The surgeon again gave the wounded man some strong cordial.
"Will you write down what he says?" Ronald asked Captain Twentyman.
The latter took out a note-book and pencil.
"I make this confession," Forester said, faintly, "at the request of Captain Mervyn, who risked his life in getting me out from among the Kaffirs. My real name is George Forester, and at home I live near Carnesford, in Devonshire. I was one night poaching in Mr. Carne's woods, with some men from Dareport, when we came upon the keepers. There was a fight. One of the keepers knocked my gun out of my hand, and as he raised his stick to knock me on the head, I whipped out my knife, opened it, and stuck it into him. I didn't mean to kill him, it was just done in a moment; but he died from it. We ran away. Afterwards I found that I had lost my knife. I suppose I dropped it. That's all I have to say."
"Not all, Forester, not all," said Ronald, who had listened with impatience to the slowly-uttered words of the wounded man; "not all. It isn't that, but about the murder of Miss Carne I want you to tell."
"The murder of Miss Carne," George Forester repeated, slowly. "I know nothing about that. She made Ruth break it off with me, and I nearly killed Ruth, and would have killed her if I had had the chance, but I never had. I was glad when I heard she was killed, but I don't know who did it."
"But your knife was found by her body," Ronald said. "You must have done it, Forester."
"Murdered Miss Carne!" the man said, half raising himself on his elbow in surprise. "Never. I swear I had nothing to do with it."
A rush of blood poured from his mouth, for one of the spears had pierced his lung, and a moment later George Forester fell back dead. The disappointment and revulsion of feeling were too great for Ronald Mervyn, and he fainted. When he recovered, the surgeon was leaning over him.
"You mustn't talk, lad; you must keep yourself quite quiet, or we shall have fever setting in, and all sorts of trouble."
Ronald closed his eyes, and lay back quietly. How could this be? He thought of Mary Armstrong's letter, of the chain of proofs that had accumulated against George Forester. They seemed absolutely convincing, and yet there was no doubting the ring of truth in the last words of the dying man. His surprise at the accusation was genuine; his assertion of his innocence absolutely convincing; he had no motive for lying; he was dying, and he knew it. Besides, the thing had come so suddenly upon him there could have been no time for him to frame a lie, even if he had been in a mental condition to do so. Whoever killed Margaret Carne, Ronald Mervyn was at once convinced that it was not George Forester. There he lay, thinking for hours over the disappointment that the news would be to Mary Armstrong, and how it seemed more unlikely than ever that the mystery would ever be cleared up now. Gradually his thoughts became more vague, until at last he fell asleep.
Upon the following day the wounded were sent down under an escort to King Williamstown, and there for a month Ronald Mervyn lay in hospital. He had written a few lines to Mary Armstrong, saying that he had been wounded, but not dangerously, and that she need not be anxious about him any more, for the Kaffirs were now almost driven from their last stronghold, and that the fighting would almost certainly be over before he was fit to mount his horse again. "George Forester is dead," he said. "He was mortally wounded when fighting bravely against the Kaffirs. I fear, dear, that your ideas about him were mistaken, and that he, like myself, has been the victim of circumstantial evidence; but I will tell you more about this when I write to you next."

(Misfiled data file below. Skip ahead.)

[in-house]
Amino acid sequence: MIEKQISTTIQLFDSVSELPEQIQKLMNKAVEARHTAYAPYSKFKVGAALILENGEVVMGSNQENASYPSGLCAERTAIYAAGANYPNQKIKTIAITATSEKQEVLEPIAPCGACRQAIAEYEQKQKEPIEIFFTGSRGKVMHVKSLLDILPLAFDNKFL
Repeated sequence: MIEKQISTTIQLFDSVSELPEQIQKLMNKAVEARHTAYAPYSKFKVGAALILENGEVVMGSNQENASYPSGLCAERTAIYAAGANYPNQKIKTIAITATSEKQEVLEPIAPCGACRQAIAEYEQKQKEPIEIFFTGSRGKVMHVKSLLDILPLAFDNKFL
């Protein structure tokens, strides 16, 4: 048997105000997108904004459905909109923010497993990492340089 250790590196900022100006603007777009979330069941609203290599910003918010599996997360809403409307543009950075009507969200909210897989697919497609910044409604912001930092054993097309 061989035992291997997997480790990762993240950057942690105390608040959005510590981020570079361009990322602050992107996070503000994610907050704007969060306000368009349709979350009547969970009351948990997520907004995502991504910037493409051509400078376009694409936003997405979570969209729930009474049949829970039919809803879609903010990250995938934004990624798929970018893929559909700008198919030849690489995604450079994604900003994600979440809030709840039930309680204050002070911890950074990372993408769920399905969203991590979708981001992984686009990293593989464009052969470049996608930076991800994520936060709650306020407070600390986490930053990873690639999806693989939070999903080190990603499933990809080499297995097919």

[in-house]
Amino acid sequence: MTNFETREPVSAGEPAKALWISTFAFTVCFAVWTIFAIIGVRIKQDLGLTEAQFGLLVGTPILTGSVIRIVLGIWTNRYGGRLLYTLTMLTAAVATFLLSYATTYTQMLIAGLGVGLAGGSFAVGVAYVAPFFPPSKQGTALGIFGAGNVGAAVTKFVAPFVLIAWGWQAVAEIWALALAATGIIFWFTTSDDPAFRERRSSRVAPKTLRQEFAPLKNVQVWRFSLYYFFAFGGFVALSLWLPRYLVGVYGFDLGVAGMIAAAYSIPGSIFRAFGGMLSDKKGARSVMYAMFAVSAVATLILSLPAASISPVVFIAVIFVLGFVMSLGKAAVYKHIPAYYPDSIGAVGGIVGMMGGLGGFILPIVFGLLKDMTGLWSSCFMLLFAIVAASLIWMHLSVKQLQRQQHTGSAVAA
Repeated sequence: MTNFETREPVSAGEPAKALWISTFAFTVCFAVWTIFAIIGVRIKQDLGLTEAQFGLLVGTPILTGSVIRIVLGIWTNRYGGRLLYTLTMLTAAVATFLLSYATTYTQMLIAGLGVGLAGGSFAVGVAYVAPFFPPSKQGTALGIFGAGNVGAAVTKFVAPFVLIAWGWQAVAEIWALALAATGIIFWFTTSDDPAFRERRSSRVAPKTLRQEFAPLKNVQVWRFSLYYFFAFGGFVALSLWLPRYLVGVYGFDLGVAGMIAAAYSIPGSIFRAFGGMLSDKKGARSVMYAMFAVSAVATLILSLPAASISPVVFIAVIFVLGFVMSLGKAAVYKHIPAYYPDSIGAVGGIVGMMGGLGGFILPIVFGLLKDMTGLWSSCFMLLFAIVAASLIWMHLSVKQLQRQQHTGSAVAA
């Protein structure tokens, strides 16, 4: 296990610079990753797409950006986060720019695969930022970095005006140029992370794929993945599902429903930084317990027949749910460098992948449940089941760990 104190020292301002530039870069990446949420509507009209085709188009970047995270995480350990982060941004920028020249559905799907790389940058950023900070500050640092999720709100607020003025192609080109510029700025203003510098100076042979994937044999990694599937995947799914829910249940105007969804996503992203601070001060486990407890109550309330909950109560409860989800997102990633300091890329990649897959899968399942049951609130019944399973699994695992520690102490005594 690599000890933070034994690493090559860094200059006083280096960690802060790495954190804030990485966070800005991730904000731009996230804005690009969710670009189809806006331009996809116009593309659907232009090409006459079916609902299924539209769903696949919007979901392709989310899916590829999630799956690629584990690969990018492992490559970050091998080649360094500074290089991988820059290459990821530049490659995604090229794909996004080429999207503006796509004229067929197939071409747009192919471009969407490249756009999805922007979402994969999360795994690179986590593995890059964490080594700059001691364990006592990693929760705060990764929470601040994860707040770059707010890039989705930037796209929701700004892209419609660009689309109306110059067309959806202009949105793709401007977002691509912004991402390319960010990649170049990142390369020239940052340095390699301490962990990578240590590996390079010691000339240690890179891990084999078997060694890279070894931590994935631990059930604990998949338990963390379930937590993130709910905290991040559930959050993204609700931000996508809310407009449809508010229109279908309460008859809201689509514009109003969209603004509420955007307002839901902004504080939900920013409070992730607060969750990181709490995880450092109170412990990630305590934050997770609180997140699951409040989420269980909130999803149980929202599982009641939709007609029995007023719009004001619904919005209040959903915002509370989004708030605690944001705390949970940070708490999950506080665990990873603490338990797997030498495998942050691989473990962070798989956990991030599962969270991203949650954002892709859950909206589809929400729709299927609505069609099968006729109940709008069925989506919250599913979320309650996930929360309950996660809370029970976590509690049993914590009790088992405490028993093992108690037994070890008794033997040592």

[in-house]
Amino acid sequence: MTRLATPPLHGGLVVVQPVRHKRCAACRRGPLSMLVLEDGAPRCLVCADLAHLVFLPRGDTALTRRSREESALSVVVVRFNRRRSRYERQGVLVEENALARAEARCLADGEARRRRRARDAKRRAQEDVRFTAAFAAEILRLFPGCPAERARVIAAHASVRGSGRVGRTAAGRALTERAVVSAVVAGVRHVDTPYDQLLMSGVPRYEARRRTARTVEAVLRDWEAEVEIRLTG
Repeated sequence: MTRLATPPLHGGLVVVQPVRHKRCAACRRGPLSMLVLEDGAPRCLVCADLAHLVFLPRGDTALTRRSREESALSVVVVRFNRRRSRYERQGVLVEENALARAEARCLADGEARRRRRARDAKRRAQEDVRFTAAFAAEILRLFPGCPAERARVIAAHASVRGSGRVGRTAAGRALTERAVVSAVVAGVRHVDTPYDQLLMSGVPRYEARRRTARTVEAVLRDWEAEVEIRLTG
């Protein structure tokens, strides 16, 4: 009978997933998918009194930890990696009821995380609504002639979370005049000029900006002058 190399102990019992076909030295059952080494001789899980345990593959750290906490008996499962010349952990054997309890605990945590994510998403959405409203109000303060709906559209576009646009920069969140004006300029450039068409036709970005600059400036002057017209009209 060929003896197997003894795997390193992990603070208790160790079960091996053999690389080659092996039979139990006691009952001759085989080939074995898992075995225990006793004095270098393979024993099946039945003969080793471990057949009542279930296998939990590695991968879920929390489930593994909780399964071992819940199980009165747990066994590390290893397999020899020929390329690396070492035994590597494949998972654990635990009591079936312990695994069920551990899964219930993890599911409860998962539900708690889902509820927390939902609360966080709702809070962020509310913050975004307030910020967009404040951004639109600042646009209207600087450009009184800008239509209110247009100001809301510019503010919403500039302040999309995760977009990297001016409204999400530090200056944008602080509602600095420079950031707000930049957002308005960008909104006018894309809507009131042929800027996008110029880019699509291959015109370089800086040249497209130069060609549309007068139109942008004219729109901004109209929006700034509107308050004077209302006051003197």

While lying there, Ronald thought over the evidence that had been collected against George Forester, and debated with himself whether it should be published, as Mary had proposed. It would, doubtless, be accepted by the world as proof of Forester's guilt and of his own innocence; and even the fact that the man, when dying, had denied it, would weigh for very little with the public, for men proved indisputably to be guilty often go to the scaffold asserting their innocence to the last. But would it be right to throw this crime upon the dead man when he was sure that he was innocent? For Ronald did not doubt for a moment the truth of the denial. Had he a right, even for the sake of Mary's happiness and his own, to charge the memory of the dead man with the burden of this foul crime? Ronald felt that it could not be. The temptation was strong, but he fought long against it, and at last his mind was made up.
"No," he said at last, "I will not do it. George Forester was no doubt a bad man, but he was not so bad as this. It would be worse to charge his memory with it than to accuse him if he were alive. In the one case he might clear himself; in the other he cannot. I cannot clear my name by fouling that of a dead man."
And so Ronald at last sat down to write a long letter to Mary Armstrong, telling her the whole circumstances; the joy with which he received her news; his conversation with George Forester, which seemed wholly to confirm her views; the pang of agony he had felt when he saw the man who he believed could alone clear him, in the hands of the Kaffirs, and his desperate charge to rescue him; and then he gave the words of the confession, and expressed his absolute conviction that the dying man had spoken the truth, and that he was really innocent of Margaret Carne's murder.